Aid from colleges is intertwined with federal financial aid programs for students. When you receive the results from your FAFSA paperwork, called the Student Aid Report (SAR), you will be notified if you qualify for the Pell Grant Program. Pell Grants are offered to a small group of students, typically those with family incomes below $40,000. The Pell program provides up to $4,050 per year that does not have to be repaid. The Pell Grant recipients with the lowest Estimated Family Contributions may also qualify for Federal Supplemental Education Opportunity Grants (FSEOG), which can range between $100 and $4,000 in addition to the Pell amount. The Perkins Loan is another government-funded program for high-need students. Administered by individual colleges and universities, this loan program provides students with very low-cost loans.

    If you do not qualify for Pell Grants, FSEOG or Perkins loans, don't be discouraged. You may still qualify for other forms of financial aid from both governmental and college sources. The government's other financial aid programs—federal work study, Stafford Loans and PLUS Loans—are much more common. Through the federal work study program, the government allows students to contribute to their own education by working at an hourly rate, usually for the college itself. The amount of work study money is not guaranteed, but is based on hours worked. Usually work study funds are paid directly to the student, but if you want the money to apply to his or her bill, you can make arrangements through the college's billing office.

    The federal government administers some Stafford Loans directly or through a network of financial institutions. In both cases, Stafford Loans offer some of the lowest possible interest rates. There are two types of loans available, subsidized and unsubsidized, with two important differences. Subsidized Stafford Loans are offered to students with demonstrated need, and the government pays the interest while the student is enrolled in college and for a six-month grace period after the student graduates. The unsubsidized Stafford is available to students with or without demonstrated need, but the interest is the responsibility of the borrower. Families can choose to pay the interest while the student is in college, or allow it to accrue until after a student's graduation.

    Finally, the government offers PLUS Loans to parents. Although parents must pass a credit check, and the interest on the loan must be paid regularly, the PLUS program does allow parents access to loans with lower rates than they could typically qualify for otherwise.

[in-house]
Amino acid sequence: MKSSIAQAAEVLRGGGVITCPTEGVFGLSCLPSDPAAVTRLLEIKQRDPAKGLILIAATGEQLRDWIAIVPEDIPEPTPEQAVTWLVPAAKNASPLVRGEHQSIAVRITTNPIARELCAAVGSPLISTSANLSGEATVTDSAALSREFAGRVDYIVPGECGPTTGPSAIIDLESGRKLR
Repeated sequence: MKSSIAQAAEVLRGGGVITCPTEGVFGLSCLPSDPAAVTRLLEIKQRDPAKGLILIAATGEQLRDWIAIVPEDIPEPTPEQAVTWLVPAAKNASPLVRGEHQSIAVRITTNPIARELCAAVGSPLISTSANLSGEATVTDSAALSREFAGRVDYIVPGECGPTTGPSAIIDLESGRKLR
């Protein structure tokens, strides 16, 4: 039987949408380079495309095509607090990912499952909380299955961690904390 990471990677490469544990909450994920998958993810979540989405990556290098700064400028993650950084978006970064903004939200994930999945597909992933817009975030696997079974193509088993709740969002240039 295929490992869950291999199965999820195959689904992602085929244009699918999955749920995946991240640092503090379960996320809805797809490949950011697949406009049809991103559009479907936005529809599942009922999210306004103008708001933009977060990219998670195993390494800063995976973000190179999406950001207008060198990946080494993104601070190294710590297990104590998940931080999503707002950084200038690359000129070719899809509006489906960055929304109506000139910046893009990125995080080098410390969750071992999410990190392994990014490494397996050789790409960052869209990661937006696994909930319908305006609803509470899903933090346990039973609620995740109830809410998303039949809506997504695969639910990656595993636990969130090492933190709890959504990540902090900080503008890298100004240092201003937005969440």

Need-Based Money from Colleges

    Colleges provide more financial aid dollars than any other source. They give this aid based on demonstrated need, a term that means the results of the FAFSA indicate that a family cannot afford the college's cost without help. This does not mean the amount of aid that the college awards will cover everything above your Expected Family Contribution. Colleges use the EFC amount as a loose guideline, so you may be asked to pay more or less, depending on their individual aid formulas. Few colleges can cover all of the difference between the Expected Family Contribution and the cost of attendance for every student, so each college sets it own policy of how to distribute limited money equitably.

    The amount you receive is largely out of your hands, but keep a few things in mind. First, complete your paperwork on time, as some colleges have strict priority dates. Second, let the college know about any special circumstances you may have that affect your family's finances. Typically, only events over which you have no control are considered special circumstances. Basically, this means the college will want to know about medical bills or changes in income, but not things like private school tuition or house remodeling. Ask the financial aid staff the best way to document any unusual financial setbacks or unexpected financial needs. Finally, keep in mind that need-based aid is the great equalizer when it comes to the actual out-of-pocket cost you will pay. Even though one college has higher tuition, if it has a generous financial aid policy, your costs may be the same, or even less than colleges with a lower "sticker price."